Before going on to address the main body of the book, it might be well to just state that I write this review not as a rebuttal to the author’s claims, but as an assessment of its value as a fair conclusion to arrive at when reviewing all the facts. In doing so I do not intend to whitewash Robert Lee; that he made mistakes, sometimes costly ones is undeniable. The body of recent literature is clear in moving away from his earlier portrayal in the “Lost Cause” style of early post-war portrayals of him. Furthermore, I must point out I’m not a Southerner. I’m not even an American, although I must admit to being an admirer of Lee and his campaigns. I have no national or State allegiance to push, although I should go on record as saying my best friend is a Virginian (albeit one married to an Ohio girl and now living in Dayton) and the source of my initial fascination with the Civil War. I do not intend to influence any potential reader as to the right or wrong of this book. I believe any serious student of the Civil War or military history is quite capable of making their own minds up.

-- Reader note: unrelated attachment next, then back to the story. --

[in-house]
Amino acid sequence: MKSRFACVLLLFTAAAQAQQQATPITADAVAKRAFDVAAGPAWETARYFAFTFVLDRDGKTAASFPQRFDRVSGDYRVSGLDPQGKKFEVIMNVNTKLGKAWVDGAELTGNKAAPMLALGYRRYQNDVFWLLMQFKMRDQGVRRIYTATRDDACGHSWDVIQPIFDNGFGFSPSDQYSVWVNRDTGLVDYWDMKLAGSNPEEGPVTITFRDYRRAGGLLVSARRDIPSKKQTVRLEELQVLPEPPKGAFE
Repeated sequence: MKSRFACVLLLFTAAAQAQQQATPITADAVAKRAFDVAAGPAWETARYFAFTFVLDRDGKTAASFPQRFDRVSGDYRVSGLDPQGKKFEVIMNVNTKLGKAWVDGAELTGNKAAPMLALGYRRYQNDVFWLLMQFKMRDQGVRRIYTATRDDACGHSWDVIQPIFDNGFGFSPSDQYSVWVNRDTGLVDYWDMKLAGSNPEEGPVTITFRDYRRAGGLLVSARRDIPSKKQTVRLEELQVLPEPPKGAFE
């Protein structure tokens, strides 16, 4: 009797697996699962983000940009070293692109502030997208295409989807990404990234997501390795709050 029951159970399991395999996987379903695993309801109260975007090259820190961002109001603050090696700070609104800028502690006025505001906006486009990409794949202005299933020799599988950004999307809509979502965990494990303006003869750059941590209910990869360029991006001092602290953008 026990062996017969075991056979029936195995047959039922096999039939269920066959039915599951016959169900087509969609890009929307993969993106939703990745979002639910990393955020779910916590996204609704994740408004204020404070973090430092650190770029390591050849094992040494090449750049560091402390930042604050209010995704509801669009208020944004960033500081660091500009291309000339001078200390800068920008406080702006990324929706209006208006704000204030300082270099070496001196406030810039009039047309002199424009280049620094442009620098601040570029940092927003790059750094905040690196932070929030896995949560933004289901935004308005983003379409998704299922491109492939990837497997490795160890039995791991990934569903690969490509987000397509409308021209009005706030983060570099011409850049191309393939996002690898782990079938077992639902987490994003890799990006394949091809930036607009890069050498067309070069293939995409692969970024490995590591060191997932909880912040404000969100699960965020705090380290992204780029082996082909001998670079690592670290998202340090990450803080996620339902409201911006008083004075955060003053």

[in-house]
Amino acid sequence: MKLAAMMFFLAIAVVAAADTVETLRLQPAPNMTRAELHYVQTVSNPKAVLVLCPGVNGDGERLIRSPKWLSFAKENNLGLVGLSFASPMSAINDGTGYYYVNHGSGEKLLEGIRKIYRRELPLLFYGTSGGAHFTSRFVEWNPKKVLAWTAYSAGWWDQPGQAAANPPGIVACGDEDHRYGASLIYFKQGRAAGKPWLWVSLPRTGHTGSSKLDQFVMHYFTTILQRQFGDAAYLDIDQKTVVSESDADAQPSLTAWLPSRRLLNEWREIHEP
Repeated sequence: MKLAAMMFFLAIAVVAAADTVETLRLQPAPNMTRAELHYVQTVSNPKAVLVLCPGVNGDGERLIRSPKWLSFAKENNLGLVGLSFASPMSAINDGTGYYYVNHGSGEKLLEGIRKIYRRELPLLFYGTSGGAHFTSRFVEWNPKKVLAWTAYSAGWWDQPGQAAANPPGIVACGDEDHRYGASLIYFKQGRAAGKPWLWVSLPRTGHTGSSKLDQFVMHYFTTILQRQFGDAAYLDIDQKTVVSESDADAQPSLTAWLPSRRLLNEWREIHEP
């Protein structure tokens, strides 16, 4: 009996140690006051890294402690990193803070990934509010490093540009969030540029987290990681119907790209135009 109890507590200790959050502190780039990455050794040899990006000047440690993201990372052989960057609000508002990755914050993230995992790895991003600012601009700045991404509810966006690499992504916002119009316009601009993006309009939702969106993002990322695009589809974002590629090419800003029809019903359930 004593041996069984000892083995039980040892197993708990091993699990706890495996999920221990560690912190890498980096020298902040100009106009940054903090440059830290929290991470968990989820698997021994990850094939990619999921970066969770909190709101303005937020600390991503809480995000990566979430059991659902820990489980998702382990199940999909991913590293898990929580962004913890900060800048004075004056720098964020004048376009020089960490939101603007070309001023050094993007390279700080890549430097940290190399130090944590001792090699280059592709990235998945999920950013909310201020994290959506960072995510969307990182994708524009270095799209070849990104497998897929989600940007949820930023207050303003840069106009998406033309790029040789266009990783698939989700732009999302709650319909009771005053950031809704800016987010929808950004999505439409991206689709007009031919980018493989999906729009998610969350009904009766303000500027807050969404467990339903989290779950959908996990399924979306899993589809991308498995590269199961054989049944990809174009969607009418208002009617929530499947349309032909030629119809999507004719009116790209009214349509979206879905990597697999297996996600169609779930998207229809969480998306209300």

The main question to be addressed is to what extent the claim of the author is based on sound constructive evidence, objectively considered? The observant will note that I do not state the conclusion of the author, as it is quite apparent that the book’s conclusion came first and the body of the book written to support that conclusion. It is also quite apparent that Edward Bonekemper is a lawyer; he builds a case for the prosecution while ignoring or minimizing all contrary evidence, leaving that to the defense.